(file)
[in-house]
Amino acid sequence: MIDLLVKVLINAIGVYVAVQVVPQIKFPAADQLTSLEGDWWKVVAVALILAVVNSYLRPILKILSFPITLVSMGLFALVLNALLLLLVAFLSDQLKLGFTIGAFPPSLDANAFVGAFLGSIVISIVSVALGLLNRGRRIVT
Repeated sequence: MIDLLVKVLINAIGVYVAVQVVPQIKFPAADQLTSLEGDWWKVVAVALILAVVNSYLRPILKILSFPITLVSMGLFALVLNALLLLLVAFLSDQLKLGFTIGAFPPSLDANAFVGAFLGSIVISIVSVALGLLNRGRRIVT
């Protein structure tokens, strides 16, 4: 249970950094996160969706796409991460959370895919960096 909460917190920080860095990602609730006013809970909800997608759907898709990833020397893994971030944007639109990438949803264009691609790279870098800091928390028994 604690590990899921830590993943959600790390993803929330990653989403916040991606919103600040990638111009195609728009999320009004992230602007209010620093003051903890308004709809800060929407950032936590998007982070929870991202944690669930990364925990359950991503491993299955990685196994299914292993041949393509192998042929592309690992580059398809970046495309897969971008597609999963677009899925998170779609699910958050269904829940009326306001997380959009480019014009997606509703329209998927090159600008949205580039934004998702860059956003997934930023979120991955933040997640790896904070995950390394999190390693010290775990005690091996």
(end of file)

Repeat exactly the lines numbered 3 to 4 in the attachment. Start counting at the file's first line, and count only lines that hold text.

Repeated sequence: MIDLLVKVLINAIGVYVAVQVVPQIKFPAADQLTSLEGDWWKVVAVALILAVVNSYLRPILKILSFPITLVSMGLFALVLNALLLLLVAFLSDQLKLGFTIGAFPPSLDANAFVGAFLGSIVISIVSVALGLLNRGRRIVT
């Protein structure tokens, strides 16, 4: 249970950094996160969706796409991460959370895919960096 909460917190920080860095990602609730006013809970909800997608759907898709990833020397893994971030944007639109990438949803264009691609790279870098800091928390028994 604690590990899921830590993943959600790390993803929330990653989403916040991606919103600040990638111009195609728009999320009004992230602007209010620093003051903890308004709809800060929407950032936590998007982070929870991202944690669930990364925990359950991503491993299955990685196994299914292993041949393509192998042929592309690992580059398809970046495309897969971008597609999963677009899925998170779609699910958050269904829940009326306001997380959009480019014009997606509703329209998927090159600008949205580039934004998702860059956003997934930023979120991955933040997640790896904070995950390394999190390693010290775990005690091996």